Background: Little biomechanical evidence exists to support the association between excessive foot pronation and anterior knee pain (AKP). One issue could be the way excessive pronation has been defined. Recent evidence has suggested that evaluating pronation in the context of the joint's available range of motion (ROM, anatomical threshold) provides greater insight on when pronation contributes to injury. Theoretically, quantifying the amount of time the joint has to respond before reaching end range (neuromuscular threshold) could provide additional insight. Therefore the purpose of this study was to use a neuromuscular threshold, the time to contact (TtC) the ankle joint complex's ROM boundary, to evaluate runners with and without AKP.
Methods: Nineteen healthy and seventeen runners with AKP had their ROM and running biomechanics evaluated. The TtC was calculated using each individual's angular distance from end range (eversion buffer) and eversion velocity. Data were recorded over ten stance phases and evaluated using a one way analysis of variance and 95% confidence intervals.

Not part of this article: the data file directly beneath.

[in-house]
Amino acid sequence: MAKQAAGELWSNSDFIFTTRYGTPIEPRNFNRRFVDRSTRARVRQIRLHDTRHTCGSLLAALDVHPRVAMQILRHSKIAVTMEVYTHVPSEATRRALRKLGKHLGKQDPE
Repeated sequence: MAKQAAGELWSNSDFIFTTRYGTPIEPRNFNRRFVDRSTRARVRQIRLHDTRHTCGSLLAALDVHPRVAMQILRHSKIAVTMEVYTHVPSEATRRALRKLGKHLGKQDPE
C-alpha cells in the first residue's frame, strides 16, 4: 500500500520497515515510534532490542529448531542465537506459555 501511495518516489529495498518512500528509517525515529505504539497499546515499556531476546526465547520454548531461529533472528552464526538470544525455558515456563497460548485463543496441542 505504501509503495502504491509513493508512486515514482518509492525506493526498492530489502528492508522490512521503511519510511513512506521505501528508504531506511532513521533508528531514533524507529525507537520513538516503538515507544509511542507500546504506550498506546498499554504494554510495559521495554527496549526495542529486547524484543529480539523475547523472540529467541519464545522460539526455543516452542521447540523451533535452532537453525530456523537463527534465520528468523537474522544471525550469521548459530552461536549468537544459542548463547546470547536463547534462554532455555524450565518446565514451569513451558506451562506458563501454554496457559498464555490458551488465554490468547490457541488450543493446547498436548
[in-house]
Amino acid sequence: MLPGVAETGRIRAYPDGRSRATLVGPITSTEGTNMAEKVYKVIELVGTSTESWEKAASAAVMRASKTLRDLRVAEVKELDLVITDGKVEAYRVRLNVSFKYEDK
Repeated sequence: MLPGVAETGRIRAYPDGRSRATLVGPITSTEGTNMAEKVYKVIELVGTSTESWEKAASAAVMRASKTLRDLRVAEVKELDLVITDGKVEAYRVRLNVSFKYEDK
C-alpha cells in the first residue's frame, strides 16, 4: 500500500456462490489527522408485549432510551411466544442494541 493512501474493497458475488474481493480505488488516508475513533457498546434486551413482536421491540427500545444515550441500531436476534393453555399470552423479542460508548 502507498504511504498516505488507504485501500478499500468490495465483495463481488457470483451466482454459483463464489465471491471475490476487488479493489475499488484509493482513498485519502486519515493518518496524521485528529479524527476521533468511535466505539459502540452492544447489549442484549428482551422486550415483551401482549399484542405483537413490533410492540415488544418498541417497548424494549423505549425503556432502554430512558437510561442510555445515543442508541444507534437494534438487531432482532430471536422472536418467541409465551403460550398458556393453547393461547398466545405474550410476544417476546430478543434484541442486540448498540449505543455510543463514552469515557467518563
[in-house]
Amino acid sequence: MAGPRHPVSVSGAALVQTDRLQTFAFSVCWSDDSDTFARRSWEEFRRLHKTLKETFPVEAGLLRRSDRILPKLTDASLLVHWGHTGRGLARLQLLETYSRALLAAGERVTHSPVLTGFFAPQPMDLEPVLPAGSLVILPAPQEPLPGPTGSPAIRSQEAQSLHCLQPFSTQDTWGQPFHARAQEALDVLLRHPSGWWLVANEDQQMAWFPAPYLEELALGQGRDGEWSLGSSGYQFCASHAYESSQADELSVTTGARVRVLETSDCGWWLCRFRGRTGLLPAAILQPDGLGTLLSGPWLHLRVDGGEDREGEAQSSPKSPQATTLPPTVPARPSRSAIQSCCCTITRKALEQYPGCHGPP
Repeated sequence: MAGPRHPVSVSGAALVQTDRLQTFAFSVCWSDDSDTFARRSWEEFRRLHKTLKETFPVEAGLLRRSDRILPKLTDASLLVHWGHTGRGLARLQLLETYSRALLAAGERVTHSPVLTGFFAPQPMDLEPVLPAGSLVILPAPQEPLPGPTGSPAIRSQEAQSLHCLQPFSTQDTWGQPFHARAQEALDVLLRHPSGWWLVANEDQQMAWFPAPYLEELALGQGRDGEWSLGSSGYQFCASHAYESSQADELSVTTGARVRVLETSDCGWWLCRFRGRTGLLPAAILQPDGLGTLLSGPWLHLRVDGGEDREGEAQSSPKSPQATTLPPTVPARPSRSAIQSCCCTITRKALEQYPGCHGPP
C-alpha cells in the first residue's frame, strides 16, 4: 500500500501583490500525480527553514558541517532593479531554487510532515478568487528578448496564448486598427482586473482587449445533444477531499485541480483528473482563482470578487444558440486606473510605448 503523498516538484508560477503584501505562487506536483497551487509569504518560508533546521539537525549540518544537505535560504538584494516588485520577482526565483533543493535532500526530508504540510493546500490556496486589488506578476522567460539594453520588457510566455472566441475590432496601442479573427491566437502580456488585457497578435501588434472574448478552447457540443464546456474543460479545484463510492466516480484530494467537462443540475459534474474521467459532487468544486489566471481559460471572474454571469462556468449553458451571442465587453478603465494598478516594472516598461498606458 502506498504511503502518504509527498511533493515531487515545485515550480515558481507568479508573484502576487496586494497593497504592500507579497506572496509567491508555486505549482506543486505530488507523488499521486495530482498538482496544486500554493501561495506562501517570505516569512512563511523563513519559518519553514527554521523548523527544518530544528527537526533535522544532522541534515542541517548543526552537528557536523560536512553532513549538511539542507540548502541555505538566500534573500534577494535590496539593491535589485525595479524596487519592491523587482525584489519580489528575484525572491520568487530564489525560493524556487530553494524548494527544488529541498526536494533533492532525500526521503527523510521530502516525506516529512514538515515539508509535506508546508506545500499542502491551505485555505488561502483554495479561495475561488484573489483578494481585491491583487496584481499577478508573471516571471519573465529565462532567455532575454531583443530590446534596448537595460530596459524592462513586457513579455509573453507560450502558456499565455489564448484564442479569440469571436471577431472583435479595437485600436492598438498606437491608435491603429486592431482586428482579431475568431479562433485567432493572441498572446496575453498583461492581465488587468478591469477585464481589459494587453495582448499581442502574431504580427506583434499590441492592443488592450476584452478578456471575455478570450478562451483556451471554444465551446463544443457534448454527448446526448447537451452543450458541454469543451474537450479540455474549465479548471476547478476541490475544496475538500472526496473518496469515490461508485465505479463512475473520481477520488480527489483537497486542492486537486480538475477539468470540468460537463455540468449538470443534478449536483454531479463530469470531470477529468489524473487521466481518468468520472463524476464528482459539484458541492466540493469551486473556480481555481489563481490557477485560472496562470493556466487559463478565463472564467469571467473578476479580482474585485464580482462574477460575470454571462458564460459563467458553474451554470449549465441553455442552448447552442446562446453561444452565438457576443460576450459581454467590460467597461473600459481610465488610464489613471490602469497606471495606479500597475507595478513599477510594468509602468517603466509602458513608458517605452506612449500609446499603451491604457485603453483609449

Results: Runners with AKP had significantly shorter TtC the joint's ROM boundary when compared to healthy runners (64.0 ms vs. 35.6 ms, p=0.01). While not statistically significant, this shorter TtC was in large part due to having a smaller eversion buffer, however velocity was found to have a substantial influence on the TtC of select individuals. These results provide evidence that a link between pronation and AKP exists when using anatomical and neuromuscular based thresholds.
Keywords: Injury; Lower extremity; Patellofemoral; Pronation; Running.
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